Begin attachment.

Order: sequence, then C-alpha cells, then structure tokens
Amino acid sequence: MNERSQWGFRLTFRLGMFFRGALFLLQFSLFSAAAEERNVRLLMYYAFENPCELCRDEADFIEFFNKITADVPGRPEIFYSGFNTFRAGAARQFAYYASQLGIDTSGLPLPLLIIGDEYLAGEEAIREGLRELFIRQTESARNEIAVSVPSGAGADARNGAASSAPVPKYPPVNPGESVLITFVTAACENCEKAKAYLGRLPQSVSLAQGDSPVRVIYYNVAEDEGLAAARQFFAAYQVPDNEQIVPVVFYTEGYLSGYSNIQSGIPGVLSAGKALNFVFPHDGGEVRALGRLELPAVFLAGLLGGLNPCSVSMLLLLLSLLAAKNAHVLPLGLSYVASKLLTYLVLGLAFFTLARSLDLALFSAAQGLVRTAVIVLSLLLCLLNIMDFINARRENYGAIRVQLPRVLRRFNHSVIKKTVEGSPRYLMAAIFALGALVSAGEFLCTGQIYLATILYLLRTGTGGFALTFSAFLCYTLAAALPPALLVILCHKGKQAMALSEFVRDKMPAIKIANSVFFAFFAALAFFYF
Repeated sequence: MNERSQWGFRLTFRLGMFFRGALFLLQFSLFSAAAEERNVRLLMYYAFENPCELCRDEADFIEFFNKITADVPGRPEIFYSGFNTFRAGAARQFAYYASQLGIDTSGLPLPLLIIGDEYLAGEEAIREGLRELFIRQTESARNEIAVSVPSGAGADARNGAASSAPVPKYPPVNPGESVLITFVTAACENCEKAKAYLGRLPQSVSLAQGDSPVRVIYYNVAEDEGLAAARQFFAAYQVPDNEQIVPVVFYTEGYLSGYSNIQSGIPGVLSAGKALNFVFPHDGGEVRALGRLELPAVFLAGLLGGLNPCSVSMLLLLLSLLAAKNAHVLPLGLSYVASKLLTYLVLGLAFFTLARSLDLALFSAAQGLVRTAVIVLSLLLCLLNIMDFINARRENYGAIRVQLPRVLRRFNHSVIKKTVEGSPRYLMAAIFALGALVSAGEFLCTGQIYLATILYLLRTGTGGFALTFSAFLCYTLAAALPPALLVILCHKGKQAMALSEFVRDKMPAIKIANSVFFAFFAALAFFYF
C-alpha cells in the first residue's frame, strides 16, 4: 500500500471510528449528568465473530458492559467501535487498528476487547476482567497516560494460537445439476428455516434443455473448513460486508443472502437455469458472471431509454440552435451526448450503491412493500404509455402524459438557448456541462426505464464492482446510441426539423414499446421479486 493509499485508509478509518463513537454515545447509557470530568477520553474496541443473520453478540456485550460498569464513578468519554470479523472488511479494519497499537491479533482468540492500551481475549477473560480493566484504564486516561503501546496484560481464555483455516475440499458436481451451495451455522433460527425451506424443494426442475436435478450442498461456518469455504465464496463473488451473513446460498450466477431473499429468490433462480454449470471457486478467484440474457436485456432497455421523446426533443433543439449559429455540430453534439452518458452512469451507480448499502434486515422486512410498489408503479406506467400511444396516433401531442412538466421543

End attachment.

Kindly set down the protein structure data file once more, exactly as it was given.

Order: sequence, then C-alpha cells, then structure tokens
Amino acid sequence: MNERSQWGFRLTFRLGMFFRGALFLLQFSLFSAAAEERNVRLLMYYAFENPCELCRDEADFIEFFNKITADVPGRPEIFYSGFNTFRAGAARQFAYYASQLGIDTSGLPLPLLIIGDEYLAGEEAIREGLRELFIRQTESARNEIAVSVPSGAGADARNGAASSAPVPKYPPVNPGESVLITFVTAACENCEKAKAYLGRLPQSVSLAQGDSPVRVIYYNVAEDEGLAAARQFFAAYQVPDNEQIVPVVFYTEGYLSGYSNIQSGIPGVLSAGKALNFVFPHDGGEVRALGRLELPAVFLAGLLGGLNPCSVSMLLLLLSLLAAKNAHVLPLGLSYVASKLLTYLVLGLAFFTLARSLDLALFSAAQGLVRTAVIVLSLLLCLLNIMDFINARRENYGAIRVQLPRVLRRFNHSVIKKTVEGSPRYLMAAIFALGALVSAGEFLCTGQIYLATILYLLRTGTGGFALTFSAFLCYTLAAALPPALLVILCHKGKQAMALSEFVRDKMPAIKIANSVFFAFFAALAFFYF
Repeated sequence: MNERSQWGFRLTFRLGMFFRGALFLLQFSLFSAAAEERNVRLLMYYAFENPCELCRDEADFIEFFNKITADVPGRPEIFYSGFNTFRAGAARQFAYYASQLGIDTSGLPLPLLIIGDEYLAGEEAIREGLRELFIRQTESARNEIAVSVPSGAGADARNGAASSAPVPKYPPVNPGESVLITFVTAACENCEKAKAYLGRLPQSVSLAQGDSPVRVIYYNVAEDEGLAAARQFFAAYQVPDNEQIVPVVFYTEGYLSGYSNIQSGIPGVLSAGKALNFVFPHDGGEVRALGRLELPAVFLAGLLGGLNPCSVSMLLLLLSLLAAKNAHVLPLGLSYVASKLLTYLVLGLAFFTLARSLDLALFSAAQGLVRTAVIVLSLLLCLLNIMDFINARRENYGAIRVQLPRVLRRFNHSVIKKTVEGSPRYLMAAIFALGALVSAGEFLCTGQIYLATILYLLRTGTGGFALTFSAFLCYTLAAALPPALLVILCHKGKQAMALSEFVRDKMPAIKIANSVFFAFFAALAFFYF
C-alpha cells in the first residue's frame, strides 16, 4: 500500500471510528449528568465473530458492559467501535487498528476487547476482567497516560494460537445439476428455516434443455473448513460486508443472502437455469458472471431509454440552435451526448450503491412493500404509455402524459438557448456541462426505464464492482446510441426539423414499446421479486 493509499485508509478509518463513537454515545447509557470530568477520553474496541443473520453478540456485550460498569464513578468519554470479523472488511479494519497499537491479533482468540492500551481475549477473560480493566484504564486516561503501546496484560481464555483455516475440499458436481451451495451455522433460527425451506424443494426442475436435478450442498461456518469455504465464496463473488451473513446460498450466477431473499429468490433462480454449470471457486478467484440474457436485456432497455421523446426533443433543439449559429455540430453534439452518458452512469451507480448499502434486515422486512410498489408503479406506467400511444396516433401531442412538466421543